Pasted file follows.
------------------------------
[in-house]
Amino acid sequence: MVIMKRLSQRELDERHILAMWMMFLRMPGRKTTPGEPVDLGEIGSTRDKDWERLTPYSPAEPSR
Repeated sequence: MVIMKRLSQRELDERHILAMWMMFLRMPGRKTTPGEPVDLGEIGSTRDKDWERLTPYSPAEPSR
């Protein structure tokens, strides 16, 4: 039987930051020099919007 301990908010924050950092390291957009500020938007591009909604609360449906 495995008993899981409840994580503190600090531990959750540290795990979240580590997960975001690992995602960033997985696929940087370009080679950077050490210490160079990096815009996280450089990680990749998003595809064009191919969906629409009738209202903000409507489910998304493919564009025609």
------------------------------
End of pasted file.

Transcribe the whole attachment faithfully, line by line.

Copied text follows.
[in-house]
Amino acid sequence: MVIMKRLSQRELDERHILAMWMMFLRMPGRKTTPGEPVDLGEIGSTRDKDWERLTPYSPAEPSR
Repeated sequence: MVIMKRLSQRELDERHILAMWMMFLRMPGRKTTPGEPVDLGEIGSTRDKDWERLTPYSPAEPSR
């Protein structure tokens, strides 16, 4: 039987930051020099919007 301990908010924050950092390291957009500020938007591009909604609360449906 495995008993899981409840994580503190600090531990959750540290795990979240580590997960975001690992995602960033997985696929940087370009080679950077050490210490160079990096815009996280450089990680990749998003595809064009191919969906629409009738209202903000409507489910998304493919564009025609």